West Hancock football coach Mark Sanger knows what he wants in an offensive lineman.
Fiery. Tough. Strong. Athletic.
Someone with a little bit of a mean streak.
For the Eagles this season, that attitude has helped elevate the team to the No. 1 ranking in Class A, with the team just two wins from its third state championship.
Opposing teams know what they are going to get when they face West Hancock. But knowing what is coming does not mean they are going to be able stop it.
The Eagles are widely recognized as the best small-school team in the state, and have the top rushing attack, with a state-best 4,496 yards on the season.
The Eagles have three running backs with over 1,000 yards – Tate Hagen, Cole Kelly and Josef Smith – and have scored 65 touchdowns on the ground, which is third-best in the state.
In each of the past four seasons, the Eagles have had at least two rushers with over 1,000 yards on the ground. While plenty of that lies on the shoulders of the athletic running backs, the team’s stalwart offensive line is what makes the team go.
“Every play, our o-line is busting it,” senior Josh Stromer said. “We never take a play off, and I think that is a good thing. When you watch back on film, every time, every play, we’re all going 100 percent.”
The West Hancock program has a long tradition of having a dominant running attack, going all the way back to the late 1960s. For the Eagles, that dominant tradition starts with the big guys up front. The current group of lineman has been among the most successful in recent memory.
“If you’re an offensive lineman, you’ve got to be tough,” Sanger said. “You’re the only guys on the team that are guaranteed contact on just about every play in the trenches. With linemen, you want a big, strong, fast guy. If you can get all three, that is a perk.”
Kelly, Smith, and Hagen each complement the work the line does in opening up gaps and giving each of them plenty of room to run. With a three-headed monster at running back, and a group of bruisers on the line, it oftentimes seems like the Eagles offense cannot be stopped.
“We’re just really a complete team,” Smith said. “We don’t really have any weak spots. Everyone does their role, and we’ve had success because everyone does their job.
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“A lot of times I make my cuts, and there is no one there for five yards.”
The offense the Eagles run is very simple on the surface. They run just a few plays, and run them extremely well.
“We have enough talent that we can really run whatever we want,” Stromer said. “Everybody knows our dive play, and our inside trap has been really good the last two years.”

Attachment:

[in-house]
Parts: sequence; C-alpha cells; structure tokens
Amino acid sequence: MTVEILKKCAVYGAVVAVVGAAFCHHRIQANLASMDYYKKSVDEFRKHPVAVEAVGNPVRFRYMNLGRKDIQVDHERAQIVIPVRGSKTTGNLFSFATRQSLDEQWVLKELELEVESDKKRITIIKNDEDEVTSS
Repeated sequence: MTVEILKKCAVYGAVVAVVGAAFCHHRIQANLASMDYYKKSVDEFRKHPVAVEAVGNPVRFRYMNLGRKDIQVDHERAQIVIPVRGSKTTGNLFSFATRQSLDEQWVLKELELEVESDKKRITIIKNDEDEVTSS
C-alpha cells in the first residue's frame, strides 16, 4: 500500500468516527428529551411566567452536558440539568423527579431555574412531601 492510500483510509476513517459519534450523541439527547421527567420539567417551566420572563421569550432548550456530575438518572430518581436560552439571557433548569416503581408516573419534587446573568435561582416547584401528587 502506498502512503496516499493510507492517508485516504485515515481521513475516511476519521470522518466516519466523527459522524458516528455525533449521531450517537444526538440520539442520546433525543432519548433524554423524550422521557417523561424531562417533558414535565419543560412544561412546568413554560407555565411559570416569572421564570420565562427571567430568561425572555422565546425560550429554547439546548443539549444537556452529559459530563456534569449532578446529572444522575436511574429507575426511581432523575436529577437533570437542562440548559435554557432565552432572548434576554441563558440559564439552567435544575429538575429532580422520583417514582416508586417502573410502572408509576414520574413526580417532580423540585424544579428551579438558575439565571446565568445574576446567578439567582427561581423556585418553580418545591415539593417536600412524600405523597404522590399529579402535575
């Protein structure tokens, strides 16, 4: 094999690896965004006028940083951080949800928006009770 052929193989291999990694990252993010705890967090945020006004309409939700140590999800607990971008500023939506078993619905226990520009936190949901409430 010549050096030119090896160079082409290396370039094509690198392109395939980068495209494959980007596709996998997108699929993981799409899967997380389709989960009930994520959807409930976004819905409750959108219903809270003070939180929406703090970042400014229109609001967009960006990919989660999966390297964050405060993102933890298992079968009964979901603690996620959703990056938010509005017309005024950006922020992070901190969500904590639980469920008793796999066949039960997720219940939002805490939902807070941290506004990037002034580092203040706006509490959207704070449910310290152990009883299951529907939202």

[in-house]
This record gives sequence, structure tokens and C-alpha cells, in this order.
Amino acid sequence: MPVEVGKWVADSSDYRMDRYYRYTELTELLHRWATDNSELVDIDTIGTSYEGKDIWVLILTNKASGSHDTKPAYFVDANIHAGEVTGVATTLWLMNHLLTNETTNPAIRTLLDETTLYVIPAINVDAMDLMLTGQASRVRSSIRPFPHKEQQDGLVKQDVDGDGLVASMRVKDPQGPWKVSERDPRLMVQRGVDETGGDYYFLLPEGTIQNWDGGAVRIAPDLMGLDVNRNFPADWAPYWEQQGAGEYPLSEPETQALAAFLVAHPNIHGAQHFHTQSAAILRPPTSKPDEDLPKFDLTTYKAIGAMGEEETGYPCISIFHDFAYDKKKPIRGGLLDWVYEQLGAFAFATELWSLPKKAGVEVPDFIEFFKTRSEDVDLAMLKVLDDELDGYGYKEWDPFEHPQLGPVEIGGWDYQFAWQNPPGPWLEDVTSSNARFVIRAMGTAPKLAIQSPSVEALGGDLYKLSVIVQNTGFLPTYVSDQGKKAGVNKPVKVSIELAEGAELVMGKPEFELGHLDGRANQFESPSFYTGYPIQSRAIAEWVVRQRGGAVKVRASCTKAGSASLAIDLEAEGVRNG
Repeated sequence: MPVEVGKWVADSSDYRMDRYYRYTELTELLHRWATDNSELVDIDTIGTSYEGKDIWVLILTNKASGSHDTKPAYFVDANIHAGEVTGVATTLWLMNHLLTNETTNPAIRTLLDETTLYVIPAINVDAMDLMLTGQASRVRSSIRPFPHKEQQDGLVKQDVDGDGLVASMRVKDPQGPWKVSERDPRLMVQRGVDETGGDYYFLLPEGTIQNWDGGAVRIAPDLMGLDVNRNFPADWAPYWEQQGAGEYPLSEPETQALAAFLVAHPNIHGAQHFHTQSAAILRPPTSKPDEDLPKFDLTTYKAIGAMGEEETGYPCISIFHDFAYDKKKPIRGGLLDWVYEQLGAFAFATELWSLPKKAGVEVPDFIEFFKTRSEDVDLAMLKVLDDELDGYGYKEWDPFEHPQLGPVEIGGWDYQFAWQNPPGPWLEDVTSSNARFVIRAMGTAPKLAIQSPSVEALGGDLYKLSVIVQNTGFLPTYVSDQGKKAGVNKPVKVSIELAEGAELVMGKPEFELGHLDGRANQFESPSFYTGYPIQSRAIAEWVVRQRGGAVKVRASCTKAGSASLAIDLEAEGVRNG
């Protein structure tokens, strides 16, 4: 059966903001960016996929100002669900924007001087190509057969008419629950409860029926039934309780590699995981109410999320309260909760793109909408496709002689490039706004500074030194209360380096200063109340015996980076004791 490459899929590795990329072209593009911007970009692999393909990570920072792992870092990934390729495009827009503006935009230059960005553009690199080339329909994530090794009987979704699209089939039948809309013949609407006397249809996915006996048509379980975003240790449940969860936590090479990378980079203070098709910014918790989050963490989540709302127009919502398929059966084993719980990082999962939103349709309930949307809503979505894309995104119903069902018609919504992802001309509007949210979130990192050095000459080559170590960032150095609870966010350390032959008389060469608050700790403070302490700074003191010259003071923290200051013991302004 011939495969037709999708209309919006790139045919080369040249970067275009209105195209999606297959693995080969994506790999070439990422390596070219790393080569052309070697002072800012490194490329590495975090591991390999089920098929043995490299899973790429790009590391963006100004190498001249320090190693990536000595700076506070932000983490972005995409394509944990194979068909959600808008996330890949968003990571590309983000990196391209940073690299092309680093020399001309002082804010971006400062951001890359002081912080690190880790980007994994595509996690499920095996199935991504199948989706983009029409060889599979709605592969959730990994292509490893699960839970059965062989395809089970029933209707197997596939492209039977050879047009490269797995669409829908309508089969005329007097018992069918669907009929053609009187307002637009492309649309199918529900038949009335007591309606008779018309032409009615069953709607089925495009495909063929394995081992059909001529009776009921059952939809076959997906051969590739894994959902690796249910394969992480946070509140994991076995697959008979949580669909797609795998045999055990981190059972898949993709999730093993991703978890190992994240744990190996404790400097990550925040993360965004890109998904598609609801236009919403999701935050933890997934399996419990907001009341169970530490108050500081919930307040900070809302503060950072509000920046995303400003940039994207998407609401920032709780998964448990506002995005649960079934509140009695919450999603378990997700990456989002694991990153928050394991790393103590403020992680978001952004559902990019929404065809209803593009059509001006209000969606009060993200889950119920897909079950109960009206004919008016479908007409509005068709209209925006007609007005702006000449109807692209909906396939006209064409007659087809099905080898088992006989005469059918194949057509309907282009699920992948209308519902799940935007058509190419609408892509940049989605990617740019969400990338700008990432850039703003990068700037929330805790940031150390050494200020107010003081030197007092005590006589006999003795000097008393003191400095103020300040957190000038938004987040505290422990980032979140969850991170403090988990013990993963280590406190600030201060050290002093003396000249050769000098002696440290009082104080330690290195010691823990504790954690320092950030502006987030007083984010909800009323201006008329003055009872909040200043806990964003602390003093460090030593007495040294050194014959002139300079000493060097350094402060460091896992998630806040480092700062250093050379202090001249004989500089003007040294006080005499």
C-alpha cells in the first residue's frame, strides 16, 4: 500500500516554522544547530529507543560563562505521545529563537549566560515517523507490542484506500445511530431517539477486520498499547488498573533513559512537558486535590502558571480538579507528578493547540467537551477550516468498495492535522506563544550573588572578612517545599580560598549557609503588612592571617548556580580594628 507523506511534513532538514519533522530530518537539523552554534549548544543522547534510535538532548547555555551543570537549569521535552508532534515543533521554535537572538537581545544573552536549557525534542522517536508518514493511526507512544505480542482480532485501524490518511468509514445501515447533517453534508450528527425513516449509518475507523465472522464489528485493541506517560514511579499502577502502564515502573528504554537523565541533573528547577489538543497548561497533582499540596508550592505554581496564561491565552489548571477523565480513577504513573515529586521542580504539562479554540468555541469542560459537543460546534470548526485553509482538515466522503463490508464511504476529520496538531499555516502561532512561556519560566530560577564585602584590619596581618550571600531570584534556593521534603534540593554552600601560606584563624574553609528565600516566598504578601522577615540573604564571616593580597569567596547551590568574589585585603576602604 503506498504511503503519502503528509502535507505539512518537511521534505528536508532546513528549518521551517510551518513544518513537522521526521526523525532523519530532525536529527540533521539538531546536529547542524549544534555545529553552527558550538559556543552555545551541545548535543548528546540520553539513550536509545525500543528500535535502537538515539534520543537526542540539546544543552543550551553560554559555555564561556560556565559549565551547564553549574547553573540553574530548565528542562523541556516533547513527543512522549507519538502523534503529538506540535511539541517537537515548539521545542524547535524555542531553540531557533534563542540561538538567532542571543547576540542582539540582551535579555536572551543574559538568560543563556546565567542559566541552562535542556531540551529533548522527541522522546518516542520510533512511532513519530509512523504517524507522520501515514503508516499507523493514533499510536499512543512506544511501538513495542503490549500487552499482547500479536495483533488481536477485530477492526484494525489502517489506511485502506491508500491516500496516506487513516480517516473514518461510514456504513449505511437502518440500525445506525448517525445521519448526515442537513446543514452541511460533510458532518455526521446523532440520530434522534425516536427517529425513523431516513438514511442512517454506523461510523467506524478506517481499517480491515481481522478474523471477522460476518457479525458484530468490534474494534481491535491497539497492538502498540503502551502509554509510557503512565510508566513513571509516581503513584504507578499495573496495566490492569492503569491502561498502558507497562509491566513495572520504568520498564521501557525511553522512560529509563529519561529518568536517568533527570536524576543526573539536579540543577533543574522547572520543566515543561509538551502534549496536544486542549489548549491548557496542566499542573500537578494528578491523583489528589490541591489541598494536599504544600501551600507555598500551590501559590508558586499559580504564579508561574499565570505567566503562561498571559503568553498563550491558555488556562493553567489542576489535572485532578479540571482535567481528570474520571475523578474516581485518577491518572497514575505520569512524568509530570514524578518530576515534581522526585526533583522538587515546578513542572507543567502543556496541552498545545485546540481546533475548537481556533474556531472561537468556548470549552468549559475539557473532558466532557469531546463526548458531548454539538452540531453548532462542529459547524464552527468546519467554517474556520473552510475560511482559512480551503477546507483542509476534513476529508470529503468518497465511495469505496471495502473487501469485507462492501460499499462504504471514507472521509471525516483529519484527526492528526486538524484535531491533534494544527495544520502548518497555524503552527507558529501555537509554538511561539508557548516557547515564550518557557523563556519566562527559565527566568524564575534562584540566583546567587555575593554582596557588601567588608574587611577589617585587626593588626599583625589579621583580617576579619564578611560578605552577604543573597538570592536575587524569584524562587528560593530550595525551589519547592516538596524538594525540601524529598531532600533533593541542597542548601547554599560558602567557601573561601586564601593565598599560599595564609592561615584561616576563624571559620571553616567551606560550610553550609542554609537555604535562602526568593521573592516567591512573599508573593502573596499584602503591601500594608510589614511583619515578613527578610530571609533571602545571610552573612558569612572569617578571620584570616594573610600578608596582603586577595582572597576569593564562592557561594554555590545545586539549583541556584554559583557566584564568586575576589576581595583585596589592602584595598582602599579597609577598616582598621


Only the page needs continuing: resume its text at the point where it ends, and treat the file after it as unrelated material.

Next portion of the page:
Teams with the unenviable task of going up against the undefeated Eagles can understandably start to feel the effects by the end of the game. West Hancock players take pride in the reputation the program has as a tough, physical, bruising opponent.
“Some people aren’t really made for that kind of football, and they don’t really understand. Once you get to the fourth quarter, it kind of wears on you for awhile,” Hagen said. “Some people just can’t handle it and they just fold.”
The Eagles have run a very similar offense for decades, and yet continue to be among Iowa’s best teams. For Sanger, a lot of that has to do with the line's attitude.
“They don’t like to lose, and there is nothing wrong with that,” Sanger said. “That is a big part of it, and they’re willing to do the things necessary to not allow that to happen. The things that they control to make sure that that doesn’t happen. They’re a competitive group. They’re fiery and edgy.”
Sometimes, that fire can lead to negative results, like penalties. But for a coach, it is always better to tell a player to settle down than have to try to get a player hyped.
“You need somebody that is a little edgy, and has got a little chip on their shoulder,” Sanger said. “You can always pull the reins back on somebody, but trying to kick somebody in the rear to get them to go more, that is even tougher. I’d rather have it the other way.”
Kelly, who is third on the team with 1,060 yards on the ground, captured the team’s mindset: “It’s everyone being willing to die for each other,” he said. “When we’re out there, we’re going play after play, going hard. Everybody executes their objectives and gets it done.”
The Eagles’ starting line, which consists of tight end Tanner Hagen, left tackle Chandler Redenius, left guard Tristan Hunt, center Josh Stromer, right guard Tanner Thompson, right tackle Brody Cox, and split ends Cole Wood and Matthew Francis, played together last year on the team that got to the state semifinals. Their hope is that last year was just the dress rehearsal for the big show.
“Our goal is not to stop in the semifinals, but to win it,” Redenius said. “It’s pretty cool. It’s a big atmosphere and you’re going from the cold weather to the hot weather. Its a big change and it’s a lot of excitement for your team.”
That championship experience is valuable for the squad as they prepare to go up against Woodbury Central at the UNI-Dome. After falling just short last year, Sanger knows that his players will be ready this time.
“How many times where you do fall a little bit short, you know you have the possibility of getting back, and don’t?” Sanger said. “They have another shot. That is the only motivation they need.”